3. understand the basics of four different bodies of law relevant to technical communication: copyright law, trademark law, contract law, and liability law 4. analyze a code of conduct 5. define whistle-blowing 6. understand the basics of communicating in cultures with different ethical beliefs and communicating in countries with different laws 7. list the ten principles of ethical communication and use these principles to meet workplace obligations C. Teaching Guide In one sense, it is very difficult to talk about the ethics of tech comm because the subject is subtle and complicated and there are no easy answers. However, most students have experienced serious ethical dilemmas at school or at work, and they are generally interested in talking about the subject. Sometimes students want you to tell them what they should do when they confront ethical dilemmas, but of course you cannot. Sometimes students think that reading a chapter on ethics will make them ethical people. One of your jobs is to help them understand that they cannot “learn” how to be ethical quickly and easily; the purpose of the chapter is to help them understand how ethicists frame the issues, so that they can think about their own ethical dilemmas more clearly and sensitively. Discussions of legal considerations are similarly challenging because students do not necessarily see themselves as being representatives of their organizations. But you have to help them see that when they communicate they represent the ethical stance of their organizations and that this ethical stance is often a matter of legal concern. Try to help them see that the law is our society’s principal means of manifesting its deepest ethical beliefs. Often there are liability cases in the news that can help you focus students’ attention on the relationship between ethics and the law. Traditional-­­Classroom Approaches 1. Additional Exercise: “Evaluating the American Chemical Society Code of Conduct” (see the LaunchPad) asks students to study the American Chemical Society’s code of conduct. You will need to bring copies of the ACS code to class. (15 minutes) 2. Help students learn the basics of copyright law, trademark law, contract law, and liability law by discussing current cases relating to these laws. You can find current cases by searching the Internet. Because these laws can be complicated, your goal should be not to give legal advice but to help students understand how each law focuses on different obligations that technical communicators have when writing technical documents. (15 minutes) 3. Discuss the concept of whistle-blowing. Develop your own whistle-blowing case or search technical-communication journals to find a case applicable to technical communication. Prepare a handout or describe the case orally and then have students answer the following questions:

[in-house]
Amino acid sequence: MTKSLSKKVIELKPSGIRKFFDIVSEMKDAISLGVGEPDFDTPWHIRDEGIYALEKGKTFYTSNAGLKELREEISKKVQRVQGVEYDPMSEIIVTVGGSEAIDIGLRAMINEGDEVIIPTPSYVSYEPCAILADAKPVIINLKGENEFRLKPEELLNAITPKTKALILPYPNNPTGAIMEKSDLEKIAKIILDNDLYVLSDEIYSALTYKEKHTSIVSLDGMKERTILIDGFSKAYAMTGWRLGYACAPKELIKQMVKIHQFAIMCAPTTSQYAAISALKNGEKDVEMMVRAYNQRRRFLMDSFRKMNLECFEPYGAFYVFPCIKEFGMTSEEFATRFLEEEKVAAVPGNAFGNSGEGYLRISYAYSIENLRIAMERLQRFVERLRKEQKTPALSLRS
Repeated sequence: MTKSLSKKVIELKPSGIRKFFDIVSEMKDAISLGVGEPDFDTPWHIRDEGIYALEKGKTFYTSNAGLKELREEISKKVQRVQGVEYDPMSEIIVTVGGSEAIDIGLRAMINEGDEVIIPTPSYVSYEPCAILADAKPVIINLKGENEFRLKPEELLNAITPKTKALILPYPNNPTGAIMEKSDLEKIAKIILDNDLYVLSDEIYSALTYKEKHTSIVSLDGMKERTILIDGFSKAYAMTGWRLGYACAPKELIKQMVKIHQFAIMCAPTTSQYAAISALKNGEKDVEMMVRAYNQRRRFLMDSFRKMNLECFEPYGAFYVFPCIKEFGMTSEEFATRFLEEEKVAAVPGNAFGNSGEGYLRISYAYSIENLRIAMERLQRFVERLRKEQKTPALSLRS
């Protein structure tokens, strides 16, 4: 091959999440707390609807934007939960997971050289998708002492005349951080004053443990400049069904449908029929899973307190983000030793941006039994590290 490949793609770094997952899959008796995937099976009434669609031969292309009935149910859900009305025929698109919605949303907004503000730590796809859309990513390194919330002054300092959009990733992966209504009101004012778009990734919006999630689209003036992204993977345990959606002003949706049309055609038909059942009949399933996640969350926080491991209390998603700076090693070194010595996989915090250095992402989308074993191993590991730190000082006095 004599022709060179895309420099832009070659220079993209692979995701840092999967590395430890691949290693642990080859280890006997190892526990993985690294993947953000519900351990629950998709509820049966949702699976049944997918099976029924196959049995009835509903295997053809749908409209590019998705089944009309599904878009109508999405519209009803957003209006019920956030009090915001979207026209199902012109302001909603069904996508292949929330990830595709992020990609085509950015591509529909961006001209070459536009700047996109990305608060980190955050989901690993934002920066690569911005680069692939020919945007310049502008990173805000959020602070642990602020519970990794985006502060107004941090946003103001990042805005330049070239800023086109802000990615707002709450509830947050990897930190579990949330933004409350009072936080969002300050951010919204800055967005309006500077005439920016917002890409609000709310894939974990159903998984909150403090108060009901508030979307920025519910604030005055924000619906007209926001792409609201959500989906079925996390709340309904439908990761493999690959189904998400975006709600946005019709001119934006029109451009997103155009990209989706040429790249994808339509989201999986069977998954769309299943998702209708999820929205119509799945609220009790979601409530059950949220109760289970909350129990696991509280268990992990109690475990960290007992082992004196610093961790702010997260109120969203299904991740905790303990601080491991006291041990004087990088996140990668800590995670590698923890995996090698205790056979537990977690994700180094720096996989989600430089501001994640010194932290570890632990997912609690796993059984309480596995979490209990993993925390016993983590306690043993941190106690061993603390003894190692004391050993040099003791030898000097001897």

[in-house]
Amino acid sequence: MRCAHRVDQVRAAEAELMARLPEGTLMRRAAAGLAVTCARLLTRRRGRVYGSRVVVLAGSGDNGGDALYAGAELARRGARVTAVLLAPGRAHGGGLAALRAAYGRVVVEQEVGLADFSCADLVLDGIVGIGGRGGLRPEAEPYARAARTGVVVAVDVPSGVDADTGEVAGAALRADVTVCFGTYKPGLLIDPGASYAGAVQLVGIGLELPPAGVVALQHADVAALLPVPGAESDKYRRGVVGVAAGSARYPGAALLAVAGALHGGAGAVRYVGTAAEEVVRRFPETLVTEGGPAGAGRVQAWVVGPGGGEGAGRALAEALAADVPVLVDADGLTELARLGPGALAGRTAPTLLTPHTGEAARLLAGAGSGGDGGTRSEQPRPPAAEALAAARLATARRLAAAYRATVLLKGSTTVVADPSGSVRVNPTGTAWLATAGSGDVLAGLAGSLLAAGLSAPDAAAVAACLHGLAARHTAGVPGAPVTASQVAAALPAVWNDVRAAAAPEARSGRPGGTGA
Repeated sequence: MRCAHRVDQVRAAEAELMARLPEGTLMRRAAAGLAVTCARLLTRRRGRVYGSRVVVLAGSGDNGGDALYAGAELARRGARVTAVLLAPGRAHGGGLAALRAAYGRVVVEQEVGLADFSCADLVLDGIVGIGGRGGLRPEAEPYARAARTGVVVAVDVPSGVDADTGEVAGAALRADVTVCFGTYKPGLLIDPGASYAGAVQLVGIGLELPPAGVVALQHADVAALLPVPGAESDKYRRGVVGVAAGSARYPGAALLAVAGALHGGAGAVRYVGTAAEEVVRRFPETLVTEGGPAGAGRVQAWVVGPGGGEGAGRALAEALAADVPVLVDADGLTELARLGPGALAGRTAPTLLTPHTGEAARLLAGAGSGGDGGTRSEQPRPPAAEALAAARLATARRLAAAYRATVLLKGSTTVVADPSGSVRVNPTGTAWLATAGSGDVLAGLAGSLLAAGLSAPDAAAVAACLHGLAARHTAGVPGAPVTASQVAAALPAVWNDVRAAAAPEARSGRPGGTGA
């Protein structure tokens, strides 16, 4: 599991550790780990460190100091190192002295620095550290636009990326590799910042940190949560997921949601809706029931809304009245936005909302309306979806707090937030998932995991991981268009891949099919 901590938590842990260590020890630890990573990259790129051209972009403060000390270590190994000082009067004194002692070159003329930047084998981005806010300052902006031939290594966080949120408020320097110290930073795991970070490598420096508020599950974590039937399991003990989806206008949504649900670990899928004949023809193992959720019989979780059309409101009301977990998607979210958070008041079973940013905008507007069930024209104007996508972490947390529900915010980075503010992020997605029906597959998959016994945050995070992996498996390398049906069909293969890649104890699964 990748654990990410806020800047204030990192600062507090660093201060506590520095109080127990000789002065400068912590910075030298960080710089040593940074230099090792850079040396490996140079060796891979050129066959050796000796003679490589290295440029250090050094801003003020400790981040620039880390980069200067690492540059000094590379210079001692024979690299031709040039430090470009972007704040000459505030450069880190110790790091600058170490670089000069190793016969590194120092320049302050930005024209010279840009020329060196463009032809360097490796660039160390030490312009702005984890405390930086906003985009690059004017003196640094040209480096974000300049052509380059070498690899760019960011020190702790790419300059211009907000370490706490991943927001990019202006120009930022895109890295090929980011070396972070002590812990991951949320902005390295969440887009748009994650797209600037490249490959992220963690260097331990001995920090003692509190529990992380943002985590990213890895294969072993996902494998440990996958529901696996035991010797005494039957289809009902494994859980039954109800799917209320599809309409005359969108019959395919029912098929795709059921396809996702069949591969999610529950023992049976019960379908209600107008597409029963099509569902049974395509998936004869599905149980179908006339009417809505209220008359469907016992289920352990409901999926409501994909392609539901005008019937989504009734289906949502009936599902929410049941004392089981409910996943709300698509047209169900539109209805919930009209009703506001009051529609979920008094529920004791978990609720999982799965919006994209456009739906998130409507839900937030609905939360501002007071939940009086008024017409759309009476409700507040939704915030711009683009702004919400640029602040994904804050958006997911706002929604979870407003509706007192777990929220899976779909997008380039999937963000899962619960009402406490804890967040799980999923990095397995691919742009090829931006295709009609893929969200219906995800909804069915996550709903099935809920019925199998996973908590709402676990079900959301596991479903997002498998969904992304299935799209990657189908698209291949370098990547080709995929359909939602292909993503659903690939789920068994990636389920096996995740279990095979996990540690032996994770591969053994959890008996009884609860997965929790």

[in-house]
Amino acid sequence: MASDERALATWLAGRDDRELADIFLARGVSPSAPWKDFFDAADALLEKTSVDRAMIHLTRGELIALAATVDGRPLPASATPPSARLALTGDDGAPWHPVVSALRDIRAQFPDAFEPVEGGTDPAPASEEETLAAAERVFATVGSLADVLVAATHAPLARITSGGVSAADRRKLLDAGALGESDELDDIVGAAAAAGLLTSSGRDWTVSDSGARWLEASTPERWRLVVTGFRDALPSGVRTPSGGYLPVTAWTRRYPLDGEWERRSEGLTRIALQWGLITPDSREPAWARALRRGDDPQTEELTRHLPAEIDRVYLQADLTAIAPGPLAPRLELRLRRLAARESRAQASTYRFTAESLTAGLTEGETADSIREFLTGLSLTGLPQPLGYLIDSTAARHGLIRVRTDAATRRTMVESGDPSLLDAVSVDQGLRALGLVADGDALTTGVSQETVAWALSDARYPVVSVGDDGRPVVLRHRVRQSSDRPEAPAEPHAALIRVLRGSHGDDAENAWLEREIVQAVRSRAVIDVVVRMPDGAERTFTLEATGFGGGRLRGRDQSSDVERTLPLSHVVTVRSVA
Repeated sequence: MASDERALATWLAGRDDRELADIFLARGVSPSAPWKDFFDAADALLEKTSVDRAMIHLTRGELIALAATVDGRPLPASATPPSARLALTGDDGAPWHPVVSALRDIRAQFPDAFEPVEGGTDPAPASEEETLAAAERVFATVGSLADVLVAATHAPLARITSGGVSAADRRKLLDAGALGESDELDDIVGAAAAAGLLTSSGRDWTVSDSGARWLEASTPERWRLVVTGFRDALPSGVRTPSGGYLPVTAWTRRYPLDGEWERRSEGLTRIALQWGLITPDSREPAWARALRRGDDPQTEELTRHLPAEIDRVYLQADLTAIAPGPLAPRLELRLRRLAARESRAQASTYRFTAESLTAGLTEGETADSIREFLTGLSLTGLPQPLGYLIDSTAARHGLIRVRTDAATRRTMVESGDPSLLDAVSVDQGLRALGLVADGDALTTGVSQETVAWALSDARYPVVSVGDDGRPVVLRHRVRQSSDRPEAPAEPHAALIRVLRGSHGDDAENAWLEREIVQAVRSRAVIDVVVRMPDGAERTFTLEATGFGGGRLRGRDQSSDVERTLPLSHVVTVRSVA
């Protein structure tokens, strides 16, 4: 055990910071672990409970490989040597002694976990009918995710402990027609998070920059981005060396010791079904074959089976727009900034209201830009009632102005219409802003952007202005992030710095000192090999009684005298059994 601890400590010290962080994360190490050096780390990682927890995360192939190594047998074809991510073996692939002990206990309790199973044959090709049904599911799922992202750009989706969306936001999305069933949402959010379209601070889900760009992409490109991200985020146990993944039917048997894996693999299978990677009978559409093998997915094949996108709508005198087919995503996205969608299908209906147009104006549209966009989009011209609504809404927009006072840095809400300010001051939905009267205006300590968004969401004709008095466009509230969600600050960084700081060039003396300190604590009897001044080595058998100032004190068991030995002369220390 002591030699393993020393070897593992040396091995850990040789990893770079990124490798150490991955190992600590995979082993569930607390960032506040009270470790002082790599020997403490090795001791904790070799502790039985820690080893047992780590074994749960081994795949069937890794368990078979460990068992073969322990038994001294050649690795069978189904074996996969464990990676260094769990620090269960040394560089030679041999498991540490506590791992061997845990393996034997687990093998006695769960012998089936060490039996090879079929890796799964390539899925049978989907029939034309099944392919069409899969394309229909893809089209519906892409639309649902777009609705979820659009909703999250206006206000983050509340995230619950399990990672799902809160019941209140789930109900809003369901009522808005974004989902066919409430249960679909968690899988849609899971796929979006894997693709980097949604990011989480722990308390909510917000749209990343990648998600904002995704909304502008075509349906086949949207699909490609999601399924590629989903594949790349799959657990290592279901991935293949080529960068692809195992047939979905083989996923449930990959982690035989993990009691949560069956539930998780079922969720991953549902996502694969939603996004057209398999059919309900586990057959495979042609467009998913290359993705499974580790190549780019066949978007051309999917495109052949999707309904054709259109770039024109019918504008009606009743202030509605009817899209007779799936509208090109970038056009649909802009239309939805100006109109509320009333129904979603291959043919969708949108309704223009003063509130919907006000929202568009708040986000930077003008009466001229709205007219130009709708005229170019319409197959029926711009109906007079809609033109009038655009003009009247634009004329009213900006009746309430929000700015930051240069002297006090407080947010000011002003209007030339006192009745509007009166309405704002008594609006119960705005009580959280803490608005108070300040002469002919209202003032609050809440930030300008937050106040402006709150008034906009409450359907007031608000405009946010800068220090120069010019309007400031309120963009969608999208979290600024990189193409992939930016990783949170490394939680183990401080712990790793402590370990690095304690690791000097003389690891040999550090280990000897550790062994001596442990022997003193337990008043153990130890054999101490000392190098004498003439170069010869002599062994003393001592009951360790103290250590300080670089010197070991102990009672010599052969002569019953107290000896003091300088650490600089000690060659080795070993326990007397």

a. Where does loyalty to the employer end and the employee’s right to blow the whistle begin? b. What should an employee do before blowing the whistle? c. What is the difference between being justified in blowing the whistle and being obligated to do so? d. In what ways does doing the ethical thing help or hinder an employee’s career? (25 minutes) Technology-­­Enhanced Approaches 1. Additional Exercise: “Finding a Code of Conduct on a Website” asks students to search for a code of conduct on the website of a large or important company in a field related to their major. (20 minutes) 2. Additional Exercise: “Evaluating the American Chemical Society Code of Conduct” asks students to evaluate a code of conduct from a professional scientific organization. (20 minutes) 3. Additional Exercise: “Evaluating the Institute of Scientific and Technical Communicators Code of Conduct” asks students to take a close look at the code of a communication society. (20 minutes) 4. Additional Exercise: “Analyzing Engineering Ethics Cases” emphasizes the importance of clear, honest communication by having students examine ethics cases from engineering. (20 minutes) 5. Have students find information about a recent case of whistle-blowing using Internet search engines. In a memo to you, have students summarize the case, state the impact on the organization and the whistle-blower of his or her decision to blow the whistle, describe the case’s relevance to technical communication, and respond to the questions in Exercise 3 under “Traditional-Classroom Approaches.” (25 minutes) D. Suggestions for Responding to the Document Analysis Activity 1. The “Overview” section discusses the company’s social-media policy guidelines in terms of etiquette. In what way is “etiquette” an appropriate word to describe the policy? In what way is it inappropriate? “Etiquette” is somewhat appropriate because the word refers to general guidelines of behavior. Because social media are social, people will likely interact with each other in one online space or another. However, the consequences of breaching typical etiquette are usually fairly small. Because Paragon is trying to prevent employees from doing or saying something that could have major consequences, “etiquette” might mislead employees about the severity of potential consequences. 2. The “What Are Social Media?” section provides little useful information. What other information might it include to make the document more useful to Paragon employees? This section needs to give examples. Networking sites, such as Facebook and LinkedIn, are one category of social media. Microblogging platforms, such as Twitter, are another. Blogs are another; the comments sections of blogs are common sites of social-media exchanges,